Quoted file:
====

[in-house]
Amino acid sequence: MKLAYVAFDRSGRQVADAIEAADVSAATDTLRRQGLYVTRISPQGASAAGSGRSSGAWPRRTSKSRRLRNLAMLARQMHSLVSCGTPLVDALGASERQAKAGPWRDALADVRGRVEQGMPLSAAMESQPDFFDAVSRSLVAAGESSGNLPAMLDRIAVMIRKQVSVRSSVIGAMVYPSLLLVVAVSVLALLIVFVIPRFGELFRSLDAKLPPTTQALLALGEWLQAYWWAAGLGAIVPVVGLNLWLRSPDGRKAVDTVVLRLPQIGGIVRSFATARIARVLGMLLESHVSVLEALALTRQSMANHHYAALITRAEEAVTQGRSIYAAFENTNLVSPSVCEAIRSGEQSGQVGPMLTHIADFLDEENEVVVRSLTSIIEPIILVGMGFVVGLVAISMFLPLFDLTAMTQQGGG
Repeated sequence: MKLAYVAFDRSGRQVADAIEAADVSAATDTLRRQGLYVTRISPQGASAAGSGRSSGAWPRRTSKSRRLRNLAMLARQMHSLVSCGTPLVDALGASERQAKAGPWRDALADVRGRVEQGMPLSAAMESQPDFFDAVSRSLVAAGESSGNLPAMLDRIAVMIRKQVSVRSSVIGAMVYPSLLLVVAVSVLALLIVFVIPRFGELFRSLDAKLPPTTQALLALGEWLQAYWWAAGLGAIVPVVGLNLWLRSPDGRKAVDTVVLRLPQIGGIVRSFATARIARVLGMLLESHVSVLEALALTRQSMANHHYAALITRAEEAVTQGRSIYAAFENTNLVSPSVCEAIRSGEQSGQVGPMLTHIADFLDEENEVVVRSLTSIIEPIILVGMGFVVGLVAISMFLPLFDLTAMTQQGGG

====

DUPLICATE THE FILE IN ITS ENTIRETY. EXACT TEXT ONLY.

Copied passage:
[in-house]
Amino acid sequence: MKLAYVAFDRSGRQVADAIEAADVSAATDTLRRQGLYVTRISPQGASAAGSGRSSGAWPRRTSKSRRLRNLAMLARQMHSLVSCGTPLVDALGASERQAKAGPWRDALADVRGRVEQGMPLSAAMESQPDFFDAVSRSLVAAGESSGNLPAMLDRIAVMIRKQVSVRSSVIGAMVYPSLLLVVAVSVLALLIVFVIPRFGELFRSLDAKLPPTTQALLALGEWLQAYWWAAGLGAIVPVVGLNLWLRSPDGRKAVDTVVLRLPQIGGIVRSFATARIARVLGMLLESHVSVLEALALTRQSMANHHYAALITRAEEAVTQGRSIYAAFENTNLVSPSVCEAIRSGEQSGQVGPMLTHIADFLDEENEVVVRSLTSIIEPIILVGMGFVVGLVAISMFLPLFDLTAMTQQGGG
Repeated sequence: MKLAYVAFDRSGRQVADAIEAADVSAATDTLRRQGLYVTRISPQGASAAGSGRSSGAWPRRTSKSRRLRNLAMLARQMHSLVSCGTPLVDALGASERQAKAGPWRDALADVRGRVEQGMPLSAAMESQPDFFDAVSRSLVAAGESSGNLPAMLDRIAVMIRKQVSVRSSVIGAMVYPSLLLVVAVSVLALLIVFVIPRFGELFRSLDAKLPPTTQALLALGEWLQAYWWAAGLGAIVPVVGLNLWLRSPDGRKAVDTVVLRLPQIGGIVRSFATARIARVLGMLLESHVSVLEALALTRQSMANHHYAALITRAEEAVTQGRSIYAAFENTNLVSPSVCEAIRSGEQSGQVGPMLTHIADFLDEENEVVVRSLTSIIEPIILVGMGFVVGLVAISMFLPLFDLTAMTQQGGG